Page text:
If you think a street art festival would do your neighbourhood good, and you know local groups who are prepared to help, then email email@example.com with your nomination and a summary of why you think your community could benefit in 50-100 words.
Deadline for receipt of nominations is 5pm on Friday 1 August. The best, most feasible nominations will be shortlisted and the public will decide who gets it. Then everyone’s invited!
Could Brockley do a Qatar? Is #Newisham the new Rio? Will street art do for Deptford what European Capital of Culture status is doing for Riga? We've got lots of crappy walls in need of a legacy effect - bring graffiti home!
Deptford Broadway is a pretty disastrous bit of road layout, so anything that can be done to make it easier to navigate would be a huge step forward. This encouraging bit of news is from the office of Darren Johnson at the London Assembly:
Responding to lobbying by Darren Johnson AM, the Mayor of London has committed himself to address the concerns over pedestrian safety at Deptford Broadway.
Darren asked the Mayor to have an “investigation into how a pedestrian stage can be accommodated at this junction, and ensure works are completed as soon as possible.” The Mayor said that he was:
“…pleased to report that a preliminary design is in discussion which could potentially achieve this. This proposal will be finalised and modelled in detail before it is shared with stakeholders later this year, and TfL will be happy to share this with you.”
“I look forward to seeing the detail of the plans to make Deptford Junction a safer place to cross. This sounds like welcome news on a hazardous road crossing which has been a nightmare for so many years. This junction feels dangerous and is dangerous. It has acted as a barrier which has divided one side of the community from the other. However, this junction needs a major over haul not minor tweeks.”
Created as an overflow for Camberwell Old Cemetery in 1927 its inexorable growth was temporarily halted when campaigners successfully staved off an attempt to expand it into neighbouring Honor Oak Rec.
Added to the Greenspaces map.
The ONS has produced a quiz designed to test how well you know your neighbourhood, based on key metrics about the people who surround you. Taking the test is a chastening experience.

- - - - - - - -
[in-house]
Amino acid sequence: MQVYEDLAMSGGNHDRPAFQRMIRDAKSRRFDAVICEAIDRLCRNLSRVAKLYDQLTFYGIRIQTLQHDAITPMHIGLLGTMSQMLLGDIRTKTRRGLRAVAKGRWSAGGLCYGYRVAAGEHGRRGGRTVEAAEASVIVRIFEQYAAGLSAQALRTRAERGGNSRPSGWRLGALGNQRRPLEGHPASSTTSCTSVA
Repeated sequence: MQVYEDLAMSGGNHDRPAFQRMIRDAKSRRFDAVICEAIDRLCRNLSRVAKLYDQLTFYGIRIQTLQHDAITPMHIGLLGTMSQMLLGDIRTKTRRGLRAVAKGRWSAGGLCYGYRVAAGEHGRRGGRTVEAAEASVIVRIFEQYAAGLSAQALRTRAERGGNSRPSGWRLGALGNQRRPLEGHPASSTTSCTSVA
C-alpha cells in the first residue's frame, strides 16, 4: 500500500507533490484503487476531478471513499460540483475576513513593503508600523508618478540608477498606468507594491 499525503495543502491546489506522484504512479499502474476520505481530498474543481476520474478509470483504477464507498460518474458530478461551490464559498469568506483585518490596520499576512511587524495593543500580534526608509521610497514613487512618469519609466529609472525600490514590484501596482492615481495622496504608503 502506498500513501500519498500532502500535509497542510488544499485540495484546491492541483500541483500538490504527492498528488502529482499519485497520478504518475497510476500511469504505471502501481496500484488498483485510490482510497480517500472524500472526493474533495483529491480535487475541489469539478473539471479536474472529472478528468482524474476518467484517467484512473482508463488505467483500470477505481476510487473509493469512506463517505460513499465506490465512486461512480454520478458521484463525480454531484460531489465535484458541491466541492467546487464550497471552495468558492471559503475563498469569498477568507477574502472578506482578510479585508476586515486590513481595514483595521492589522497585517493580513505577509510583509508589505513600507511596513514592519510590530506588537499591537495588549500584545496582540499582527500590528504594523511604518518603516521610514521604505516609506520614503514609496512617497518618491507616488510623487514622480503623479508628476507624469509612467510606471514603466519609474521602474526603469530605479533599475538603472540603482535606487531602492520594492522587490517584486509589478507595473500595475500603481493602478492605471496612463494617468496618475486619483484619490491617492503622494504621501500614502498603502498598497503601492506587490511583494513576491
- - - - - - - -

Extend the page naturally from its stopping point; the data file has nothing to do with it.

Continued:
We managed 50% accuracy for Brockley Ward, having let ourselves down by wildly misestimating how many of us are a) Christian and b) have a degree. We won't spoil the surprise if you plan on taking the test yourself, but let us say that one result was encouraging...
Sadly, none of the questions asks "how many people are "real Brockley" as opposed to "new faux Brockley".
Posted by Nick Barron on 22.7.14
Saturday 2nd & Sunday 3rd August, 11am-4pm
Ladywell Chapel, Ladywell Cemetery, Ladywell Road
This public art exhibition commemorates the start of the First World War. Women war artists were commissioned in the First World War, but had few opportunities to venture beyond
the domestic, social, and industrial operations on the home front.
This public art exhibition has commissioned seven women artists to give their unique perspective on the First World War from life on the front line, as well as on the home front. Each artist has produced 3 artworks: commemorating the start of the war in 1914; the middle of the war in 1916; and the end of the war on Armistice Day in 1918.
- Nicky Scott-Francis looks at the landscape of war based on research at the Imperial War Museum - particularly the fear of a gas attack.
- Jolanta Jagiello based on research from the Musei della Grande Guerra Open Air Museum in South Tyrol examines how deliberately setting off avalanches saw thousands of soldiers serving in the Alpine Front killed.
- Elisabeta Chojak-Mysko’s artworks focus on the heat of battle so that we should not forget.
- Sara Scott tells the personal story of her grandfather’s munitions factory and its contribution to the war effort.
- Louise Kosinska traces the love story between her grandfather in Belgium and her grandmother serving as Red Cross Nurse.
- Monica Wheeler highlights how families were divided by the war, serving on all sides.
- Jill Rock concentrates on her German family roots, interned in Britain for their own safety.